• MD, E. J. C., MD, C. H. C., BS, R. M., PHD, C. L. A., RDMS, C. A. K. M. M., RDMS, S. S. M., & RDMS, J. C. F. M. (2013). Ultrasound in Emergency Medicine. The Journal of Emergency Medicine44(1), 142–149. http://doi.org/10.1016/j.jemermed.2012.02.032
  • Netto, F. A. C. S., Shulman, H., Rizoli, S. B., Tremblay, L. N., Brenneman, F., & Tien, H. (2008). Are needle decompressions for tension pneumothoraces being performed appropriately for appropriate indications? The American Journal of Emergency Medicine26(5), 597–602. http://doi.org/10.1016/j.ajem.2007.08.016
  • Rathinam, S., Grobler, S., Bleetman, A., Kink, T., & Steyn, R. (2014). Evolved design makes ThoraQuik safe and user friendly in the management of pneumothorax and pleural effusion. Emergency Medicine Journal31(1), 59–64. http://doi.org/10.1136/emermed-2012-201821
  • Rathinam, S., Quinn, D. W., Bleetman, A., Wall, P., & Steyn, R. S. (2011). Evaluation of ThoraQuik: a new device for the treatment of pneumothorax and pleural effusion. Emergency Medicine Journal28(9), 750–753. http://doi.org/10.1136/emj.2009.082297
  • Sanchez, L. D., Straszewski, S., Saghir, A., Khan, A., Horn, E., Fischer, C., et al. (2011). Anterior versus lateral needle decompression of tension pneumothorax: comparison by computed tomography chest wall measurement. Academic Emergency Medicine : Official Journal of the Society for Academic Emergency Medicine18(10), 1022–1026. http://doi.org/10.1111/j.1553-2712.2011.01159.x
  • Wax, D. B., & Leibowitz, A. B. (2007). Radiologic assessment of potential sites for needle decompression of a tension pneumothorax. Anesthesia and Analgesia105(5), 1385–8– table of contents. http://doi.org/10.1213/01.ane.0000282827.86345.ff
  • Yamagiwa, T., Morita, S., Yamamoto, R., Seki, T., Sugimoto, K., & Inokuchi, S. (2012). Determination of the appropriate catheter length for needle thoracostomy by using computed tomography scans of trauma patients in Japan. Injury43(1), 42–45. http://doi.org/10.1016/j.injury.2010.11.022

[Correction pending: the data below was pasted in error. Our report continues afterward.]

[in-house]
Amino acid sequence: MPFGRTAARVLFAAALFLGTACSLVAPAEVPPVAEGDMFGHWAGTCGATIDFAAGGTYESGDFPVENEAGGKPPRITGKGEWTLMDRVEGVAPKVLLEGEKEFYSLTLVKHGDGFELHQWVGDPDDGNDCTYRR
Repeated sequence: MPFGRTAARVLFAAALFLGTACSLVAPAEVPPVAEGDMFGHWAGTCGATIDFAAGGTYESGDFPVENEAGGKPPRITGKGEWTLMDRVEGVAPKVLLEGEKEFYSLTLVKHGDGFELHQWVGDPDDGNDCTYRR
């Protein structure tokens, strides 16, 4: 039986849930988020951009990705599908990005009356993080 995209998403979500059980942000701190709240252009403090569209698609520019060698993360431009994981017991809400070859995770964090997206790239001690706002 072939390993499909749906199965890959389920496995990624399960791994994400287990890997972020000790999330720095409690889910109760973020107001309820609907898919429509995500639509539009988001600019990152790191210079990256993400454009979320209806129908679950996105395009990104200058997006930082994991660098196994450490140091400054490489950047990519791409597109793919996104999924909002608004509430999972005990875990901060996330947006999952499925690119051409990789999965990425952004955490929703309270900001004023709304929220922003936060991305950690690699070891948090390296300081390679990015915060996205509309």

• Zengerink, I., Brink, P. R., Laupland, K. B., Raber, E. L., Zygun, D., & Kortbeek, J. B. (2008). Needle thoracostomy in the treatment of a tension pneumothorax in trauma patients: what size needle? The Journal of Trauma64(1), 111–114.  http://doi.org/10.1097/01.ta.0000239241.59283.03

Episode 24: Tension pneumothorax 1


Firstly, go and read Simon and Tim Harris’ great 2005 paper on the subject which we reference repeatedly in the podcast. It is available free open access here.

A pneumothorax exists when air accumulates in the potential space between the visceral and parietal pleura:

Pneumothorax during respiratory cycle

From: www.wisdomjobs.com

A tension pneumothorax exists when the air in the pleural cavity is under high pressure resulting in compression of the surrounding structures.

Simon mentions Rutherford’s diagram in the podcast. This is taken from a 1968 paper examining the progressive pathophysiology of a tension pneumothorax. The graph shows the changes in intrapleural pressure (on the ipsilateral and contralateral sides) in spontaneously breathing goats who had air injected into one side of their chest. We can’t find the full article free/open access anywhere I’m afraid. But this is the reference: THE PATHOPHYSIOLOGY OF PROGRESSIVE, TENSION PNEUMOTHORAX. Rutherford RB, Hurt HH, Brickman RD, Tubb JM. Journal of Trauma and Acute Care Surgery, March 1968,8(2):212-227

Diagram from Rutherford's 1968 paper on tension pneumothorax

The imaging findings of tension pneumothorax might look like this:

More plain film images are available in this article on the Radiopaedia website.

And you can see what a CT scan of a patient with tension pneumothorax looks like in this vimeo shared on the Life in the Fast Lane website.

If you want to know about ultrasound findings of pneumothorax, check out this great R.E.B.E.L.EM post.


Leigh-Smith S, Harris T. Tension pneumothorax—time for a re-think? EMJ. 2005; 22:8-16.  doi.org/10.1136/emj.2003.010421

Roberts DJ, Leigh-Smith S et al. Clinical Presentation of patients with a Tension Pneumothorax – a systematic review. Annals of Surgery. 2015; 261: 1068-78. doi: 10.1097/SLA.0000000000001073